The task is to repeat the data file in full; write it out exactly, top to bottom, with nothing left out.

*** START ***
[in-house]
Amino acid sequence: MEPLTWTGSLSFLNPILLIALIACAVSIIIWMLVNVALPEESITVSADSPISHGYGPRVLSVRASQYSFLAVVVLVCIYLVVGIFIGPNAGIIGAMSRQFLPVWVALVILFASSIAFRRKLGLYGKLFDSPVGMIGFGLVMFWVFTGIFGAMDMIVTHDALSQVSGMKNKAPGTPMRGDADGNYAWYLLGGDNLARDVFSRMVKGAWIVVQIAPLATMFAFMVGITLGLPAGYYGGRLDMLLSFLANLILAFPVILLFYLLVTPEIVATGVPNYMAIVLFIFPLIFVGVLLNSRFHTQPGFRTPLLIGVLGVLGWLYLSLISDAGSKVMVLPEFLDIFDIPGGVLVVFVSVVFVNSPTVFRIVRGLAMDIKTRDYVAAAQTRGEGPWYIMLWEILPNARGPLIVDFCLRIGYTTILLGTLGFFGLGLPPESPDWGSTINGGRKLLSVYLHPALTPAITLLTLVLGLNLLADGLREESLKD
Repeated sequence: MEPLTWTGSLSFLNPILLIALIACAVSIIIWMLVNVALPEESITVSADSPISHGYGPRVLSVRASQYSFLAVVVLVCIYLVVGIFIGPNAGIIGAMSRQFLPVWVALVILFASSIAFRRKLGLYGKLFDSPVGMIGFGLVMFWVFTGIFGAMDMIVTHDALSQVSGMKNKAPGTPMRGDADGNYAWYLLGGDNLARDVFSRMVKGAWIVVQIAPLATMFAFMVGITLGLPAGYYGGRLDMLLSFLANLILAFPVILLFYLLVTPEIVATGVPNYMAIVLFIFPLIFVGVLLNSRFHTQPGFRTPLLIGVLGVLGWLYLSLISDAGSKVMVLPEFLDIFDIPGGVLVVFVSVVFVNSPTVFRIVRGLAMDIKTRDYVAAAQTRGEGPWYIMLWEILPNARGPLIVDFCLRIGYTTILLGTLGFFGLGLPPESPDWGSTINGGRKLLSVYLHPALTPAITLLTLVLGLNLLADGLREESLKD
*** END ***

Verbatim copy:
[in-house]
Amino acid sequence: MEPLTWTGSLSFLNPILLIALIACAVSIIIWMLVNVALPEESITVSADSPISHGYGPRVLSVRASQYSFLAVVVLVCIYLVVGIFIGPNAGIIGAMSRQFLPVWVALVILFASSIAFRRKLGLYGKLFDSPVGMIGFGLVMFWVFTGIFGAMDMIVTHDALSQVSGMKNKAPGTPMRGDADGNYAWYLLGGDNLARDVFSRMVKGAWIVVQIAPLATMFAFMVGITLGLPAGYYGGRLDMLLSFLANLILAFPVILLFYLLVTPEIVATGVPNYMAIVLFIFPLIFVGVLLNSRFHTQPGFRTPLLIGVLGVLGWLYLSLISDAGSKVMVLPEFLDIFDIPGGVLVVFVSVVFVNSPTVFRIVRGLAMDIKTRDYVAAAQTRGEGPWYIMLWEILPNARGPLIVDFCLRIGYTTILLGTLGFFGLGLPPESPDWGSTINGGRKLLSVYLHPALTPAITLLTLVLGLNLLADGLREESLKD
Repeated sequence: MEPLTWTGSLSFLNPILLIALIACAVSIIIWMLVNVALPEESITVSADSPISHGYGPRVLSVRASQYSFLAVVVLVCIYLVVGIFIGPNAGIIGAMSRQFLPVWVALVILFASSIAFRRKLGLYGKLFDSPVGMIGFGLVMFWVFTGIFGAMDMIVTHDALSQVSGMKNKAPGTPMRGDADGNYAWYLLGGDNLARDVFSRMVKGAWIVVQIAPLATMFAFMVGITLGLPAGYYGGRLDMLLSFLANLILAFPVILLFYLLVTPEIVATGVPNYMAIVLFIFPLIFVGVLLNSRFHTQPGFRTPLLIGVLGVLGWLYLSLISDAGSKVMVLPEFLDIFDIPGGVLVVFVSVVFVNSPTVFRIVRGLAMDIKTRDYVAAAQTRGEGPWYIMLWEILPNARGPLIVDFCLRIGYTTILLGTLGFFGLGLPPESPDWGSTINGGRKLLSVYLHPALTPAITLLTLVLGLNLLADGLREESLKD